Syrian refugees in Lebanon: Can any of them return home?

In this episode of The Take, Al Jazeera journalists visit a refugee family facing the choice to stay or go.

    Lebanon is home to the highest number of refugees per capita in the world.

    Among them are at least one million Syrians - a fraction of those displaced by eight years of war.

    Lebanon has long complained of the burden it carries; officials say the refugee crisis has cost the country more than $20bn.

    As Bashar al-Assad's government regains control over much of Syria, we speak to one refugee family in Lebanon about the pressure to return home from politicians, and whether going back is even an option.

    For more:

    New Lebanon minister makes Syrian refugees' return his priority

    Some Syrian refugees in Lebanon are going home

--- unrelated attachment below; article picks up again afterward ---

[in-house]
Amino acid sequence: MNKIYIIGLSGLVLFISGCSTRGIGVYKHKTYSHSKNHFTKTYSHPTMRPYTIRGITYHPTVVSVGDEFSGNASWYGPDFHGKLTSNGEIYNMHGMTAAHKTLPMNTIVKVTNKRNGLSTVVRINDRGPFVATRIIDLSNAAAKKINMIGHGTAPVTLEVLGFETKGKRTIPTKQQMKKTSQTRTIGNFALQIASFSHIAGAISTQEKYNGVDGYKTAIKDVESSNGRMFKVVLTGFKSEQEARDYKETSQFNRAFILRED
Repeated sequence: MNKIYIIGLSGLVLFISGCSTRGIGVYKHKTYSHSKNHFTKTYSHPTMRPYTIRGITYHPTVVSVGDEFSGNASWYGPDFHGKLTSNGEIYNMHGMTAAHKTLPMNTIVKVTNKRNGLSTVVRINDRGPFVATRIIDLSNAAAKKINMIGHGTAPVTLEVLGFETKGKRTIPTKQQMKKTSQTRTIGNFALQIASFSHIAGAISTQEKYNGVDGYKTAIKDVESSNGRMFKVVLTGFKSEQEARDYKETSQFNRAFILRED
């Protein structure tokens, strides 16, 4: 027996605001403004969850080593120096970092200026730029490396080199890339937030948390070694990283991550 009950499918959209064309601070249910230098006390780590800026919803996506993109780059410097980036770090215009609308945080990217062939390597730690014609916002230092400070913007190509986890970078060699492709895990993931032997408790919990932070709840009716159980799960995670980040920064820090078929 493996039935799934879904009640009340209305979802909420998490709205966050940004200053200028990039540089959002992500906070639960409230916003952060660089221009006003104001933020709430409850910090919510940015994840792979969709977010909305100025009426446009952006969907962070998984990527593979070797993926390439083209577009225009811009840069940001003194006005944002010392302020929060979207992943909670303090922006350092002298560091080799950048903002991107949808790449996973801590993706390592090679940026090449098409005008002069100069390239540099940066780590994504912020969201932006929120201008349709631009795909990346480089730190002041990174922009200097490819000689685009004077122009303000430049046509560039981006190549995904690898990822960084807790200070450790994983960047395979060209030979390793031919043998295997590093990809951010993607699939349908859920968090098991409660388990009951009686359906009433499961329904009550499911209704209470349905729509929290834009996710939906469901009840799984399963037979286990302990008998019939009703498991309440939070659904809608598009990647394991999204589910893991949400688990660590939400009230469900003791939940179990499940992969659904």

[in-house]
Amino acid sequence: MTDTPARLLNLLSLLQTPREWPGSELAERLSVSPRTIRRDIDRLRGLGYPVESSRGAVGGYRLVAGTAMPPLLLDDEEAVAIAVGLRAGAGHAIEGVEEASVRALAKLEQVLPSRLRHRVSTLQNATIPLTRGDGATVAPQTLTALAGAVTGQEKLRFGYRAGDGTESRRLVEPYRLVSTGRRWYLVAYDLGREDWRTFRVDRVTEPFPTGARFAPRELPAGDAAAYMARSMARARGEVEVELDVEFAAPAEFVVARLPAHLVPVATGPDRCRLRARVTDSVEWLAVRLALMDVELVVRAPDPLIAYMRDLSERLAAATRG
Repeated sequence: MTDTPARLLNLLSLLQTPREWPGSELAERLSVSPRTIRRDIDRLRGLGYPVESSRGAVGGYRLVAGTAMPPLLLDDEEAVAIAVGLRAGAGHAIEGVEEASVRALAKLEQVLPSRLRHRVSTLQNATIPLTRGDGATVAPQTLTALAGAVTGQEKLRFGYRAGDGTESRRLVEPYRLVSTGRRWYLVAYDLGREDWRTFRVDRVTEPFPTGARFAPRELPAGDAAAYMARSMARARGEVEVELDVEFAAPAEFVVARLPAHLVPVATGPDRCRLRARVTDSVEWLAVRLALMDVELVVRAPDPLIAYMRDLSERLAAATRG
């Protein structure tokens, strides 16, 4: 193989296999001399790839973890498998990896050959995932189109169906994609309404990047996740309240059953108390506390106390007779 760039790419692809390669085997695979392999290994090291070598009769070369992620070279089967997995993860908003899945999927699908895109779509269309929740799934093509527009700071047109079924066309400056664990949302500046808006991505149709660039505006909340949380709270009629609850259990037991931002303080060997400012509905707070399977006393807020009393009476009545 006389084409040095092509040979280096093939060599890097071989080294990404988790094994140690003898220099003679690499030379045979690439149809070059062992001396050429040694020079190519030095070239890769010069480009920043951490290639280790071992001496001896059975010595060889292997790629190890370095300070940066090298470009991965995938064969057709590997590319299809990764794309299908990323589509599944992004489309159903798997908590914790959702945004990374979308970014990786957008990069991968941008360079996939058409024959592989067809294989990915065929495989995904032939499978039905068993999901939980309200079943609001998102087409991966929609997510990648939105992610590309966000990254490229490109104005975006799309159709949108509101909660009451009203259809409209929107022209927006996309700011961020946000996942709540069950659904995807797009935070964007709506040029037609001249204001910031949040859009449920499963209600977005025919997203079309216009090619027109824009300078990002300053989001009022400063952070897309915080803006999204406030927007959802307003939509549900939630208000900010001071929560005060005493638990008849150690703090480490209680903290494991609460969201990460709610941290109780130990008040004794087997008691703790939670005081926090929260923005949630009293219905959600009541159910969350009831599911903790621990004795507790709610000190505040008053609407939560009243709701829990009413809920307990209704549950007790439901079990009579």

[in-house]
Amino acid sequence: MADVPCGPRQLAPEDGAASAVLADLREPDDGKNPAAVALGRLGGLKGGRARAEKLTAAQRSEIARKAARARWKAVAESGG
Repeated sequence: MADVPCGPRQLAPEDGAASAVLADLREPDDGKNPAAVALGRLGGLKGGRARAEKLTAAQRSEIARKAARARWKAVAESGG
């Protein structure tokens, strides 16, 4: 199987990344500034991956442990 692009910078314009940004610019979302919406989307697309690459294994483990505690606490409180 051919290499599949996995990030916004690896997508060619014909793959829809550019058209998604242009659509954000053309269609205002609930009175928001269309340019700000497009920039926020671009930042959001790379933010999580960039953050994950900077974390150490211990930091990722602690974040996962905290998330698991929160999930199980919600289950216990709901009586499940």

Life on Hold: The struggle of Syrian refugees in Lebanon

    The Team:

    Alexandra Locke and Jasmin Bauomy produced this episode with Priyanka Tilve, Dina Kesbeh, Ney Alvarez, Amy Walters, Morgan Waters and Imtiaz Tyab. Ian Coss is the sound designer. Natalia Aldana is the social media producer. Graelyn Brashear is the show's lead producer.

    Special thanks to Zeina Khodr, Ali Abbass, and Sara Moussa.

    Subscribe:

    New episodes of the show come out every Friday. Subscribe to The Take on Apple Podcasts, Google Podcasts, Stitcher, or wherever you listen.

    Follow The Take on Twitter at @thetake_pod and on Facebook.

    SOURCE: Al Jazeera News


    YOU MIGHT ALSO LIKE

    Learn what India's parties' symbols mean by drawing them

    Learn what India's parties' symbols mean by drawing them

    More than 2,300 political parties have registered for the largest electoral exercise in the world.

    Visualising every Saudi coalition air raid on Yemen

    Visualising every Saudi coalition air raid on Yemen

    Since March 2015, Saudi Arabia and a coalition of Arab states have launched more than 19,278 air raids across Yemen.

    Why did Bush go to war in Iraq?

    Why did Bush go to war in Iraq?

    No, it wasn't because of WMDs, democracy or Iraqi oil. The real reason is much more sinister than that.